It frustrates me when I see examples of police officers who clearly aren’t striving to be above reproach. How can they enjoy any respect from a public who, rightly or wrongly in these circumstances, perceive there is one law for them and one for the police?
With the advances in smart-phone technology and everyone’s ability to rapidly circulate images and opinion via social media; you would think that police officers would be even more aware and savvy about how the public observe them. Even more than was the case in my day - Perhaps not?
Perhaps some police officers, in extremely limited numbers I would suspect, don’t actually care about public opinion or how they are perceived by those they are responsible for serving? Perhaps they really do look upon the public with ‘us and them’ mentality and attitude today?
Could the picture have been simply mischievous? An action born out of a personal gripe or grievance from someone who has recently fallen foul of road traffic legislation and/or enforcement? Especially as the author’s choice of nickname suggests; he believes himself to be reminiscent of a motoring icon with immense driving ability.
Many of those commenting on the picture don’t actually know all the facts, me included but sadly and in many ways, the damage has already been done. Incidents such as this, no matter how minor or silly, all actually help to bolster support for government ’attacks’ on policing.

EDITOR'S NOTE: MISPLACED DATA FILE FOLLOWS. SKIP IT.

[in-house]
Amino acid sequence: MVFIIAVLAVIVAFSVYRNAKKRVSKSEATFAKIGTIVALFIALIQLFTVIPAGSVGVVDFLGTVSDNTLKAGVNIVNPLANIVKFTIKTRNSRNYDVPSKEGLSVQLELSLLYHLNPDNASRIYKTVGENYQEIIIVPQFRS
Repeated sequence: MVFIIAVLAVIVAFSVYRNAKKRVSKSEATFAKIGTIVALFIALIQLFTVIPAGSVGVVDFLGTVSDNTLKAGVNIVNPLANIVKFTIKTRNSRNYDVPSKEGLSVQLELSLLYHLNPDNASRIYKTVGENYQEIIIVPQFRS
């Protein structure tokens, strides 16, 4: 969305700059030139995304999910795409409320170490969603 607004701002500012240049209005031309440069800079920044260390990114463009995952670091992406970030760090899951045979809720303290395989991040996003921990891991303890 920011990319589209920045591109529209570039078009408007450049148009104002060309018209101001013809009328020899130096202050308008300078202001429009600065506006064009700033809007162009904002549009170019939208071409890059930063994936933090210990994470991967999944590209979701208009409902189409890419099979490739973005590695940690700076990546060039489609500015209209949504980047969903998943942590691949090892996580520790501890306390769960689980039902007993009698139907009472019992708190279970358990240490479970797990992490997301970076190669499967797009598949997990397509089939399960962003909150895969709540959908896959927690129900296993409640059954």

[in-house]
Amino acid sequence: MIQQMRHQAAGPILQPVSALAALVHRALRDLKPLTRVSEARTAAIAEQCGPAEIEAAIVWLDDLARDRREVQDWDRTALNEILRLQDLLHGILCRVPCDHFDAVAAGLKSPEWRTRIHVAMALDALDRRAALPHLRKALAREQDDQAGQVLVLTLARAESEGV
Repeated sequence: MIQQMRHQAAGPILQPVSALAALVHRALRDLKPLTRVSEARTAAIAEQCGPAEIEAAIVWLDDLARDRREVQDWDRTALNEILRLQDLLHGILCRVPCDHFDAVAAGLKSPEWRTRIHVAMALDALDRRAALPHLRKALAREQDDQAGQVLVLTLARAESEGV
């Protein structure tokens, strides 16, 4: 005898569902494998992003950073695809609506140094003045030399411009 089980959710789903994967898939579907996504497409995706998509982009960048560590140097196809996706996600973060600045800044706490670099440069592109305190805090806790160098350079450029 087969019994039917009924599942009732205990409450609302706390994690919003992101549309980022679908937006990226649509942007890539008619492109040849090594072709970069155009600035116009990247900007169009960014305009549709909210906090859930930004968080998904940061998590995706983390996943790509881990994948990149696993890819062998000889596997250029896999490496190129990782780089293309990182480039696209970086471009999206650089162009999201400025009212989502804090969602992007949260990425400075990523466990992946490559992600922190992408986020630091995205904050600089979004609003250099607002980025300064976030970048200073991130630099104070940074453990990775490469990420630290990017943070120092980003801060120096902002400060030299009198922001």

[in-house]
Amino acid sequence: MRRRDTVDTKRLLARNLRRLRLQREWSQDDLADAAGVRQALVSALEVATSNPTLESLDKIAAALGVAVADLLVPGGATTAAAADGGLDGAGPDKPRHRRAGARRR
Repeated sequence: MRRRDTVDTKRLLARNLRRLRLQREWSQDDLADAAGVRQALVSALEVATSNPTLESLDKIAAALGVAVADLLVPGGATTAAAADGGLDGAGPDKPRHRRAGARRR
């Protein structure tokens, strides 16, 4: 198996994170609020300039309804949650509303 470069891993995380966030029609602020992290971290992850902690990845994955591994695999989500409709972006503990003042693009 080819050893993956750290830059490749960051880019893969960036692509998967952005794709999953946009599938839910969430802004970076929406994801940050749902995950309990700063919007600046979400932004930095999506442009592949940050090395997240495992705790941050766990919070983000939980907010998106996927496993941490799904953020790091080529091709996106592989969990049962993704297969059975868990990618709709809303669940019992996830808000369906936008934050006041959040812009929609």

- British Policing: The Engineer of It’s Own Demise? (bankbabble.wordpress.com)
- Police officers quizzed after parking in disabled bay at McDonald’s (metro.co.uk)
- Police officers caught parking van on double yellow lines as they went to Sainsbury’s to buy lunch (thisismoney.co.uk)
- ‘The police are constantly under attack from the government’ (guardian.co.uk)
I read an interesting Guest Blog by John Clifford at No Offence, the award-winning cross sector criminal justice community. Whilst examining a recent report by Lord Stevens, Clifford raised some interesting and pertinent issues, ones that are having a significant impact upon policing in the UK…
Although I partly agree with Stevens I have to say I also tend to agree with some of Clifford’s observations. But many of the points raised by both gentlemen although valid, only partially hit the proverbial nail on the head when trying to understand these issues. There are many varied and undoubtably problematical factors having a negative impact upon our police service today, officer moral is merely symptomatic of the remainder of the issues.